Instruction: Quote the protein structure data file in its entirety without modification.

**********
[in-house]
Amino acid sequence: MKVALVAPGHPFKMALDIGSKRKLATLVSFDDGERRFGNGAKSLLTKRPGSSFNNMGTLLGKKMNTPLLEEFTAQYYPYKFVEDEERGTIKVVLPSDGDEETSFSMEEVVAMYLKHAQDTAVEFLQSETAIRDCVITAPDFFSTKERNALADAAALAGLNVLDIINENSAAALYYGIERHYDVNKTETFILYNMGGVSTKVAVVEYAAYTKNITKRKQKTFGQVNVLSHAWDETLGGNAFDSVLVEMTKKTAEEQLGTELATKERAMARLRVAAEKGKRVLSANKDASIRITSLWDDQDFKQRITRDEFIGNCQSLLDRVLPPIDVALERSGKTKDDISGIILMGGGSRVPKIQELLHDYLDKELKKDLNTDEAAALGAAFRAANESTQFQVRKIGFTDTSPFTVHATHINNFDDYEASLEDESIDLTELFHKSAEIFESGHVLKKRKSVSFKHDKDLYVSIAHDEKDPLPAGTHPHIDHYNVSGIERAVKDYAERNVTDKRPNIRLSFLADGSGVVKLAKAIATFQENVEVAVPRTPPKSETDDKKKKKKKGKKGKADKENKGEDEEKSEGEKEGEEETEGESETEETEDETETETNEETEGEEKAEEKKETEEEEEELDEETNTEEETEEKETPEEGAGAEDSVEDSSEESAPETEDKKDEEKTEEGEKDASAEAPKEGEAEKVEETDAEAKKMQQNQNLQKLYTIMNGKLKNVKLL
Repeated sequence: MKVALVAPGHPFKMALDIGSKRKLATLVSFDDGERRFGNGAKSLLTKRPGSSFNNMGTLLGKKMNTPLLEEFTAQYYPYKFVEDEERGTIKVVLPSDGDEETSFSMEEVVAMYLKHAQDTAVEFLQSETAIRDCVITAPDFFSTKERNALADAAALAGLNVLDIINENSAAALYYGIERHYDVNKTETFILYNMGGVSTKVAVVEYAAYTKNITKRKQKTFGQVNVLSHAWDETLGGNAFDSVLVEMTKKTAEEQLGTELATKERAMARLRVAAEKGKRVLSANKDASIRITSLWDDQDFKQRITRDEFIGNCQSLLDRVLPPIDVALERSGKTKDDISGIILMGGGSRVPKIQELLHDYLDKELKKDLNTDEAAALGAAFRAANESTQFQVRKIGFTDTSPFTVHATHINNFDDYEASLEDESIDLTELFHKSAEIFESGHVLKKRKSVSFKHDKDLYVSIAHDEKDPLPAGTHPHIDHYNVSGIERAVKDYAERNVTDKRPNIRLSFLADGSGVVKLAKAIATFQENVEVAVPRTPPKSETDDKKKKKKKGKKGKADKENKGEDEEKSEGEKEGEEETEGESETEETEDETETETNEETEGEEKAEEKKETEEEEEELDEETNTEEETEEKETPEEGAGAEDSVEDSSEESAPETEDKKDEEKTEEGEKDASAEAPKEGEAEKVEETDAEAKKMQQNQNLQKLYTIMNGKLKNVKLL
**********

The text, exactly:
[in-house]
Amino acid sequence: MKVALVAPGHPFKMALDIGSKRKLATLVSFDDGERRFGNGAKSLLTKRPGSSFNNMGTLLGKKMNTPLLEEFTAQYYPYKFVEDEERGTIKVVLPSDGDEETSFSMEEVVAMYLKHAQDTAVEFLQSETAIRDCVITAPDFFSTKERNALADAAALAGLNVLDIINENSAAALYYGIERHYDVNKTETFILYNMGGVSTKVAVVEYAAYTKNITKRKQKTFGQVNVLSHAWDETLGGNAFDSVLVEMTKKTAEEQLGTELATKERAMARLRVAAEKGKRVLSANKDASIRITSLWDDQDFKQRITRDEFIGNCQSLLDRVLPPIDVALERSGKTKDDISGIILMGGGSRVPKIQELLHDYLDKELKKDLNTDEAAALGAAFRAANESTQFQVRKIGFTDTSPFTVHATHINNFDDYEASLEDESIDLTELFHKSAEIFESGHVLKKRKSVSFKHDKDLYVSIAHDEKDPLPAGTHPHIDHYNVSGIERAVKDYAERNVTDKRPNIRLSFLADGSGVVKLAKAIATFQENVEVAVPRTPPKSETDDKKKKKKKGKKGKADKENKGEDEEKSEGEKEGEEETEGESETEETEDETETETNEETEGEEKAEEKKETEEEEEELDEETNTEEETEEKETPEEGAGAEDSVEDSSEESAPETEDKKDEEKTEEGEKDASAEAPKEGEAEKVEETDAEAKKMQQNQNLQKLYTIMNGKLKNVKLL
Repeated sequence: MKVALVAPGHPFKMALDIGSKRKLATLVSFDDGERRFGNGAKSLLTKRPGSSFNNMGTLLGKKMNTPLLEEFTAQYYPYKFVEDEERGTIKVVLPSDGDEETSFSMEEVVAMYLKHAQDTAVEFLQSETAIRDCVITAPDFFSTKERNALADAAALAGLNVLDIINENSAAALYYGIERHYDVNKTETFILYNMGGVSTKVAVVEYAAYTKNITKRKQKTFGQVNVLSHAWDETLGGNAFDSVLVEMTKKTAEEQLGTELATKERAMARLRVAAEKGKRVLSANKDASIRITSLWDDQDFKQRITRDEFIGNCQSLLDRVLPPIDVALERSGKTKDDISGIILMGGGSRVPKIQELLHDYLDKELKKDLNTDEAAALGAAFRAANESTQFQVRKIGFTDTSPFTVHATHINNFDDYEASLEDESIDLTELFHKSAEIFESGHVLKKRKSVSFKHDKDLYVSIAHDEKDPLPAGTHPHIDHYNVSGIERAVKDYAERNVTDKRPNIRLSFLADGSGVVKLAKAIATFQENVEVAVPRTPPKSETDDKKKKKKKGKKGKADKENKGEDEEKSEGEKEGEEETEGESETEETEDETETETNEETEGEEKAEEKKETEEEEEELDEETNTEEETEEKETPEEGAGAEDSVEDSSEESAPETEDKKDEEKTEEGEKDASAEAPKEGEAEKVEETDAEAKKMQQNQNLQKLYTIMNGKLKNVKLL